During a recent trip to Japan, I got to visit a colony of snow monkeys which live in a national park in the Nagano area. Their species name is actually the Japanese macaque, and their range is through much of Japan. I was expecting white fur, but they actually have light brown fur; the name comes from their habitat, mountains which are frequently covered in snow.
This colony comes down the mountain each day for free food, then goes back up the mountain for the night. To access the viewing area requires a trek over a dirt path for about a mile. The monkeys roam freely, running literally under your feet, although we were told not to make eye contact with them.
The following information came from signposts within the park —
Males mostly roam alone, eventually leaving their original communities. In the fall, roaming males approach females of another troop in hopes of mating. They have to get by the hostility of males in that troop, but some females will be receptive. In some cases, these males will stay and join the troop. Males will join and leave several troops throughout a lifetime.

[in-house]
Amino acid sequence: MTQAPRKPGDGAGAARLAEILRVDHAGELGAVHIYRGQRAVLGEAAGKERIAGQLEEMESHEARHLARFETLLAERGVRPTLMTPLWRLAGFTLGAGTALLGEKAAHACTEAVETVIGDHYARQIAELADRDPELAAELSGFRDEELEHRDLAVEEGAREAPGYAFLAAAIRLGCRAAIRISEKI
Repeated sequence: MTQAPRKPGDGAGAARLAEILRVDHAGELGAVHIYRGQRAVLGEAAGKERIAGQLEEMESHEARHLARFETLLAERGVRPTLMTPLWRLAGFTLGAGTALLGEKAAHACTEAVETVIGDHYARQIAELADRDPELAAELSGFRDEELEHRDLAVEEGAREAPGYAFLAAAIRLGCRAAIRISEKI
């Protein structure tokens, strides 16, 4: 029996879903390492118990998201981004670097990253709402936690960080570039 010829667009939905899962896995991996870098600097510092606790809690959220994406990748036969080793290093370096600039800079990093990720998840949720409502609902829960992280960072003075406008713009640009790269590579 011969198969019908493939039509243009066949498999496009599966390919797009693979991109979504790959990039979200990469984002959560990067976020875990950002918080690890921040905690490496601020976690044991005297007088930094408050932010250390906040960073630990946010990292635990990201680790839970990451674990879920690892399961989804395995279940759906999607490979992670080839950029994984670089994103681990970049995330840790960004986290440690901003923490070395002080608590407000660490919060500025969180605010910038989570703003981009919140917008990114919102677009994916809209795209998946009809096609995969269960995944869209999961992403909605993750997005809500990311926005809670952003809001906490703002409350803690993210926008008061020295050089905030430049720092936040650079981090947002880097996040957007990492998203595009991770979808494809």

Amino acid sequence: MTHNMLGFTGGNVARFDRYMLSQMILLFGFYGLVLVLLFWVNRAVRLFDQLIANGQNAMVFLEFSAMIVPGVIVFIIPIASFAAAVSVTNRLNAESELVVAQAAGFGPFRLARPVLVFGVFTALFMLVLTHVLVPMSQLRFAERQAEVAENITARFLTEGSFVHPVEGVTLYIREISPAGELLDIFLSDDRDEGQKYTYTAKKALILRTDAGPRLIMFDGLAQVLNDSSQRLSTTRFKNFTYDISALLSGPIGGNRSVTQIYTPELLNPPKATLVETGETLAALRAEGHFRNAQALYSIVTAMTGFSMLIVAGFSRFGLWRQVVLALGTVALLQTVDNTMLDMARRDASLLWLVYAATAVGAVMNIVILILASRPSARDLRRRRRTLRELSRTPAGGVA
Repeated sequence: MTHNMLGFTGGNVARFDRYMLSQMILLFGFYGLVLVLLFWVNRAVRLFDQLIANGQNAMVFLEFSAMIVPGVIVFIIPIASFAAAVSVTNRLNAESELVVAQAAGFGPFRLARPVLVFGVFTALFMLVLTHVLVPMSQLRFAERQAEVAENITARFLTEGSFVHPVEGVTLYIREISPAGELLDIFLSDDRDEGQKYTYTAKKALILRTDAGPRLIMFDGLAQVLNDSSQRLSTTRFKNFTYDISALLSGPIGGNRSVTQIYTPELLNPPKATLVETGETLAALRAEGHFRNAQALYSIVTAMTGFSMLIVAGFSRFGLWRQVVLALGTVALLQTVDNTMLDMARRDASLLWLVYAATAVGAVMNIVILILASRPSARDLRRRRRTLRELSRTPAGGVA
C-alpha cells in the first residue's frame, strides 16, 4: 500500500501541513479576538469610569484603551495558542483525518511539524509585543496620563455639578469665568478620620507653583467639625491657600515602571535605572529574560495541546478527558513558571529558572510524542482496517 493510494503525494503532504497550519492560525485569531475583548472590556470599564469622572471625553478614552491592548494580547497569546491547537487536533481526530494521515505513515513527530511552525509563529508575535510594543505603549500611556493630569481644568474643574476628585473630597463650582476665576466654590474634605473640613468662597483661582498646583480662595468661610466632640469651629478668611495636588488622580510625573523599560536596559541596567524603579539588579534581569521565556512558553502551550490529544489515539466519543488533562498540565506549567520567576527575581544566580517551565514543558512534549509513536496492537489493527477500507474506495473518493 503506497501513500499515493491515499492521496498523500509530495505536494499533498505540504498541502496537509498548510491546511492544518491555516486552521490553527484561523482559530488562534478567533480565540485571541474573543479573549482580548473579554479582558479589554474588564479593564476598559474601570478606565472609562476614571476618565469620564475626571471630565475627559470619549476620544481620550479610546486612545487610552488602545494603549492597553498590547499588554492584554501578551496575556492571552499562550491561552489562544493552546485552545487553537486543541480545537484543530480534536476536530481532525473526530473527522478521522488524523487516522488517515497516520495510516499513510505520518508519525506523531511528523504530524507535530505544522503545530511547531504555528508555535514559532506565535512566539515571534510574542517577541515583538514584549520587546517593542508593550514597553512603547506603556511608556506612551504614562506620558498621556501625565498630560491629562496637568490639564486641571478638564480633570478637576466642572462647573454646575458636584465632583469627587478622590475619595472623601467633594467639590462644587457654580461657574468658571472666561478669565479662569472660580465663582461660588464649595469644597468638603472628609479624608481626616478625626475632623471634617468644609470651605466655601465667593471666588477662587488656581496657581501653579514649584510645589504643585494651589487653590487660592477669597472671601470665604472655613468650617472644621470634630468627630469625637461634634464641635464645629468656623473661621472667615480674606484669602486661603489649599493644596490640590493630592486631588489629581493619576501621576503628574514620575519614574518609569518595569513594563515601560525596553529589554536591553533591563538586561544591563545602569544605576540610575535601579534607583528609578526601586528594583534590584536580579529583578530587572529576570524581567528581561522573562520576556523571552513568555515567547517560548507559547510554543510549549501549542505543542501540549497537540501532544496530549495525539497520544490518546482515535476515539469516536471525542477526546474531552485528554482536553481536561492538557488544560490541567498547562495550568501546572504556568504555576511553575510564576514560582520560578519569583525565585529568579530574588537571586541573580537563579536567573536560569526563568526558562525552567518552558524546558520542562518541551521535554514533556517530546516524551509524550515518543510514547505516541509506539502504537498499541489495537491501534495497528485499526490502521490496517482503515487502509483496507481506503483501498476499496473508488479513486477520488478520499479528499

Females remain in their original trop their entire lives. Relatives, such as mothers and their children, grandparents and grandchildren, and siblings tend to stay close to each other. One troop will contain multiple families based on kinship shared by females.
The monkeys eat buds from trees, young leaves, flowers, fruits, nuts and seeds. Their diet varies according to each season. They do not return to a den at night; they actually sleep in different places each day. To keep away from predators, they sleep on steep cliffs, rock faces, up a tree or at its base. Some sleep alone, others may huddle together, holding hands or feet. They wake up at the crack of dawn.
And there was a hot spring at the site we visited. It was quite impressive to see them up close.